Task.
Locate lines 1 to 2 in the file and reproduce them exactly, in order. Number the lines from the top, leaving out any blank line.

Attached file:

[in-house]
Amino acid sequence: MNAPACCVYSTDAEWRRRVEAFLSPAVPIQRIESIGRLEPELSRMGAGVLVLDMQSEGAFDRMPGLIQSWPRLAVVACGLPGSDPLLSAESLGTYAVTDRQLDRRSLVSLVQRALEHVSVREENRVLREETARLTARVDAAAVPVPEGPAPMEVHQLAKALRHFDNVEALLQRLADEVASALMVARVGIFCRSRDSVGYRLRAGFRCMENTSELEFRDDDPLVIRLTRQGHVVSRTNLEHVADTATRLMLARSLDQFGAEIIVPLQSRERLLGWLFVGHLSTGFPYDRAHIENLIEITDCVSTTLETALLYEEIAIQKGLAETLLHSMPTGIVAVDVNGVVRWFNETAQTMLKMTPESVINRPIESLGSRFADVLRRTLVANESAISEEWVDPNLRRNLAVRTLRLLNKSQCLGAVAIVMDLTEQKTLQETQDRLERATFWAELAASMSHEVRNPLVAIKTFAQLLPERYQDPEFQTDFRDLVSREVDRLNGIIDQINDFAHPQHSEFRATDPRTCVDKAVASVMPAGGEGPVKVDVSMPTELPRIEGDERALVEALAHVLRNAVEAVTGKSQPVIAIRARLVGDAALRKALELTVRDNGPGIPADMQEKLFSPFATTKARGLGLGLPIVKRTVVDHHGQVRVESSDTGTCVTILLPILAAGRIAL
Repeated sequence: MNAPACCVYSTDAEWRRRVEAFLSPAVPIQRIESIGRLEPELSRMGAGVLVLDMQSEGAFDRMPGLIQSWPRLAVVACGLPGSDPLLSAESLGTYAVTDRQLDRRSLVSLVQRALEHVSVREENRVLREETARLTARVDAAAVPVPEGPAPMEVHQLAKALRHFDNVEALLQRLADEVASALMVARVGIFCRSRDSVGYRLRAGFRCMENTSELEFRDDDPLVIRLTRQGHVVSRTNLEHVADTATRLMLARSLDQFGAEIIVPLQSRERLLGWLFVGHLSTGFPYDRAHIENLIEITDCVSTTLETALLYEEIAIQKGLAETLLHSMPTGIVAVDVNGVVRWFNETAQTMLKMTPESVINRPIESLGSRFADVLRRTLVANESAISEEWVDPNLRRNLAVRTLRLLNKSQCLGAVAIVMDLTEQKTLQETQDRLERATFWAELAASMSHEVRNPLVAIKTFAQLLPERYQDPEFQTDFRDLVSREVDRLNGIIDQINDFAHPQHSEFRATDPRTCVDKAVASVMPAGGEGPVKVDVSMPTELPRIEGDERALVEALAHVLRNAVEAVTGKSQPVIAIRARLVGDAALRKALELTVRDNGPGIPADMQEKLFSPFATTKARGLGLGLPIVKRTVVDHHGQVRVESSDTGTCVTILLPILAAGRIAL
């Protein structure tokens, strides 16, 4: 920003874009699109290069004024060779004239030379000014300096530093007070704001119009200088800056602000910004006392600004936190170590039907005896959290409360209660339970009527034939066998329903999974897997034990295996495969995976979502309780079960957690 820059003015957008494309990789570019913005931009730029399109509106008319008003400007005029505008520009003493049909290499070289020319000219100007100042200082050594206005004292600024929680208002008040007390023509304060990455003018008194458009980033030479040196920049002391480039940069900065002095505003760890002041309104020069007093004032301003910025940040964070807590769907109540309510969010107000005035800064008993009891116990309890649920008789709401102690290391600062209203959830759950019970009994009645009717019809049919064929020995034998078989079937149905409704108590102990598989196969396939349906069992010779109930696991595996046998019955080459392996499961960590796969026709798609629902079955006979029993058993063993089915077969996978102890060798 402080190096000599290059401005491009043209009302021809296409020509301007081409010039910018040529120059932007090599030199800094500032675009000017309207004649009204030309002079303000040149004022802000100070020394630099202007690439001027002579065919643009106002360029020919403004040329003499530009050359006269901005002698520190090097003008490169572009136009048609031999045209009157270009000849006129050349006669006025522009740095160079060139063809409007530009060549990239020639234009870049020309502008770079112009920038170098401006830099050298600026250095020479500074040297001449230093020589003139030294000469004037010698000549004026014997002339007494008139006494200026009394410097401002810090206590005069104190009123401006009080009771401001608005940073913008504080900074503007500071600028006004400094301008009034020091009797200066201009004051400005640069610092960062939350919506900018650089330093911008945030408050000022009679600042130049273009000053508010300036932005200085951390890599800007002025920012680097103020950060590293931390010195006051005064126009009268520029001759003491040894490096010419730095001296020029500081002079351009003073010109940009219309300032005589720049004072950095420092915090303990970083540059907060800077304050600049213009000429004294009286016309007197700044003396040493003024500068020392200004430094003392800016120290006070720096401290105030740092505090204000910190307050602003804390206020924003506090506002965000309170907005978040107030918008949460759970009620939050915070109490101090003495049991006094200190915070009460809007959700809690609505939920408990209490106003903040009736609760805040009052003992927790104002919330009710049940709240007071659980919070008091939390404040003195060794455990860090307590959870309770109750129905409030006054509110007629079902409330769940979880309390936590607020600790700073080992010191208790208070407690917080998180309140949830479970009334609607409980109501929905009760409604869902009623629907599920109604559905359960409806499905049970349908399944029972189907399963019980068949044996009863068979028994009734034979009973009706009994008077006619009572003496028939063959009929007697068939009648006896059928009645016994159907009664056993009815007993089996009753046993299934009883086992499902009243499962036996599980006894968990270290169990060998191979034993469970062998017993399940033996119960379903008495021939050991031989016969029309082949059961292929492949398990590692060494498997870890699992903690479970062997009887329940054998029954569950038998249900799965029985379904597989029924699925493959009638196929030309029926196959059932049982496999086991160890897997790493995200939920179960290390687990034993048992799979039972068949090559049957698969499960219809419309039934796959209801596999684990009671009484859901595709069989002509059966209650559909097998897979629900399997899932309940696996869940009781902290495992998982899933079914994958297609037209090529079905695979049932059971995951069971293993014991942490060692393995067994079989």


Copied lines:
[in-house]
Amino acid sequence: MNAPACCVYSTDAEWRRRVEAFLSPAVPIQRIESIGRLEPELSRMGAGVLVLDMQSEGAFDRMPGLIQSWPRLAVVACGLPGSDPLLSAESLGTYAVTDRQLDRRSLVSLVQRALEHVSVREENRVLREETARLTARVDAAAVPVPEGPAPMEVHQLAKALRHFDNVEALLQRLADEVASALMVARVGIFCRSRDSVGYRLRAGFRCMENTSELEFRDDDPLVIRLTRQGHVVSRTNLEHVADTATRLMLARSLDQFGAEIIVPLQSRERLLGWLFVGHLSTGFPYDRAHIENLIEITDCVSTTLETALLYEEIAIQKGLAETLLHSMPTGIVAVDVNGVVRWFNETAQTMLKMTPESVINRPIESLGSRFADVLRRTLVANESAISEEWVDPNLRRNLAVRTLRLLNKSQCLGAVAIVMDLTEQKTLQETQDRLERATFWAELAASMSHEVRNPLVAIKTFAQLLPERYQDPEFQTDFRDLVSREVDRLNGIIDQINDFAHPQHSEFRATDPRTCVDKAVASVMPAGGEGPVKVDVSMPTELPRIEGDERALVEALAHVLRNAVEAVTGKSQPVIAIRARLVGDAALRKALELTVRDNGPGIPADMQEKLFSPFATTKARGLGLGLPIVKRTVVDHHGQVRVESSDTGTCVTILLPILAAGRIAL